a) The role of City Council members and their relationship to the manager and staff is an issue currently. Some think council members should talk only to the manager, insulating staffers from political pressure. Others think the members should also be able to question department heads and staff as part of their policy oversight role and to resolve constituents' problems. A middle course would be oversight by committee, a time-consuming job for the part-time council. What's your position on this?

The key to good government is good communication. A collaborative relationship between Raleigh City Council and department heads has always been encouraged, and city governments around the country are moving toward a more collaborative model between staff, citizens and councilors. Councilors should always be wary of putting undue pressure on city staff, but ultimately it is our responsibility to make sure constituent concerns are heard and issues facing our city are resolved.

b) Council members are paid little ($17,000 for the mayor; $12-13,000 for the others) and, except for the city attorney and clerk, no professional staff report to them. All staff work for the manager. Would you change this system at all, and if so, how?

We are currently looking at other city governments that operate under a council-manager form of government to see how other cities handle reporting structure. Under our current charter, only the city manager, city attorney and city clerk report to the council. All other employees must report to one of those three.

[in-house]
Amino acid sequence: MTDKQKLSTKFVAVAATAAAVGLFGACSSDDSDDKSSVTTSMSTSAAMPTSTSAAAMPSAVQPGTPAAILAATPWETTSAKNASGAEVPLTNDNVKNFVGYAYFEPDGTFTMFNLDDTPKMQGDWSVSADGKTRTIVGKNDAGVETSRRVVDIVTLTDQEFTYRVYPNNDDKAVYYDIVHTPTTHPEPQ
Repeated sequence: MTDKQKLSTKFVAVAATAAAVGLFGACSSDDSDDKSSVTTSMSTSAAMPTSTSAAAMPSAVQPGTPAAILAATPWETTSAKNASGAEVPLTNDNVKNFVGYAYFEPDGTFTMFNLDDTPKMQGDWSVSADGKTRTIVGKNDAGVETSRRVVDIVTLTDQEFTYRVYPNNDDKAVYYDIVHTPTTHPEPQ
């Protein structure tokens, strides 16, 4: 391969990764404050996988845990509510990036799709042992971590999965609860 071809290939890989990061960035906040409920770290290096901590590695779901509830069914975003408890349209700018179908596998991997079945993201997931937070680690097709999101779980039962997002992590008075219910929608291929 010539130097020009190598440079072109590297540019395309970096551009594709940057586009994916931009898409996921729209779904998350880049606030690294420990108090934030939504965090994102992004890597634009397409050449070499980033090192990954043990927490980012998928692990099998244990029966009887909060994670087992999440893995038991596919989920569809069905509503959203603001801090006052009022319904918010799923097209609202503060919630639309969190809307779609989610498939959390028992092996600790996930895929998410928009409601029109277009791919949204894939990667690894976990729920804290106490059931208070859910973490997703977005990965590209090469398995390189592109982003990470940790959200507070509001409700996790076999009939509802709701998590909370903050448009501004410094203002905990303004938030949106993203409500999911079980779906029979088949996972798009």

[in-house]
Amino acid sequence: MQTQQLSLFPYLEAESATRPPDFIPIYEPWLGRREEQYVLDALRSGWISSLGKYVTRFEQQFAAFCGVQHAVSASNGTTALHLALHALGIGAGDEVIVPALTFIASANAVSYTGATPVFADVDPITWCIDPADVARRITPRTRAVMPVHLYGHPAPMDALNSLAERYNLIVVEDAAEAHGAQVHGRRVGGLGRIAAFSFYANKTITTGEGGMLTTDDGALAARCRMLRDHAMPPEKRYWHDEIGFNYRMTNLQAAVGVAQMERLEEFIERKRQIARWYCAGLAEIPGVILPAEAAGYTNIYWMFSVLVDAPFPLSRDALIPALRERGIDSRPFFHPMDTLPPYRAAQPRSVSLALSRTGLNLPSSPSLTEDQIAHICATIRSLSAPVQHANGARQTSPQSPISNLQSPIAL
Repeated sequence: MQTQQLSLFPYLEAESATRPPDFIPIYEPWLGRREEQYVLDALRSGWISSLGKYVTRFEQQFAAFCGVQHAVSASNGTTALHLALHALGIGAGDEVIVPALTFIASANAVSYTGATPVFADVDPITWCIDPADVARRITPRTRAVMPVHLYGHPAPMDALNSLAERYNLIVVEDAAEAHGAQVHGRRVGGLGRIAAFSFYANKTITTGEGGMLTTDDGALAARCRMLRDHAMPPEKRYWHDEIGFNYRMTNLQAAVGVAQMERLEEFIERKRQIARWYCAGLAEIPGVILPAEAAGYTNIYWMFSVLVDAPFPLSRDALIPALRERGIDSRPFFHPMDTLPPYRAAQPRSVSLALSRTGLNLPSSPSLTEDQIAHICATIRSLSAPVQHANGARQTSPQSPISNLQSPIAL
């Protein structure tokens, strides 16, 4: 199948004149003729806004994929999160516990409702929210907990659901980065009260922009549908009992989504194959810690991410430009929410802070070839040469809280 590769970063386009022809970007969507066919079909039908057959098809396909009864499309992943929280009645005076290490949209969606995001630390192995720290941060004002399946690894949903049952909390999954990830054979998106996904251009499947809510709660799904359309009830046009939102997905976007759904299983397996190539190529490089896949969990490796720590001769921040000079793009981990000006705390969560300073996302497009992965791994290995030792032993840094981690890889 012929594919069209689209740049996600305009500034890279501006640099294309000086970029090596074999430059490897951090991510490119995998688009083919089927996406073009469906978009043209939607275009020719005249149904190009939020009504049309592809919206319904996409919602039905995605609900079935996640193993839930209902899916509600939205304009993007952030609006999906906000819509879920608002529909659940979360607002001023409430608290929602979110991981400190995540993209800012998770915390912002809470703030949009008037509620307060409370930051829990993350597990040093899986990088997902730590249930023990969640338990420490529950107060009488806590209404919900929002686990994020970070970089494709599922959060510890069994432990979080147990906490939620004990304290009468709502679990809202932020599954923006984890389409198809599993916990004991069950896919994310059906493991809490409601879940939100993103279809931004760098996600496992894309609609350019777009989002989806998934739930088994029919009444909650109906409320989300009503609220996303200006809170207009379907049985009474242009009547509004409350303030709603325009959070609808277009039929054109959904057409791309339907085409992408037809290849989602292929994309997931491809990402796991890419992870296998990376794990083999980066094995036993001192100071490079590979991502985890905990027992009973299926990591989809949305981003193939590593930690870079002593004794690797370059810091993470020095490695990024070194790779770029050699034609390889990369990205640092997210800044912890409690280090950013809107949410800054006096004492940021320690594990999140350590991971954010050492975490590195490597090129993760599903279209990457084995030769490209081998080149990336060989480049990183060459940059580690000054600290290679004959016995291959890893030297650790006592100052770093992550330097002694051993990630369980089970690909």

c) In light of the scandal unfolding at the Raleigh Business and Technical Center, supposedly a business incubator, is it time to beef up the City Council's oversight mechanisms? Are other city-sponsored agencies and city departments vulnerable to similar problems?

In our budget, most entities that receive funds from the city go through a grant process. There are a few that have been administratively reviewed and approved for funding. I have suggested that everyone that receives money from the city be subject to a grant review process that would ensure that all accounting practices are reviewed.

d) Do you support the goals of the 2009 comprehensive plan and the brand new Unified Development Ordinance? Will these two initiatives really change the way Raleigh develops over the next several decadesand for the better? Or for the worse?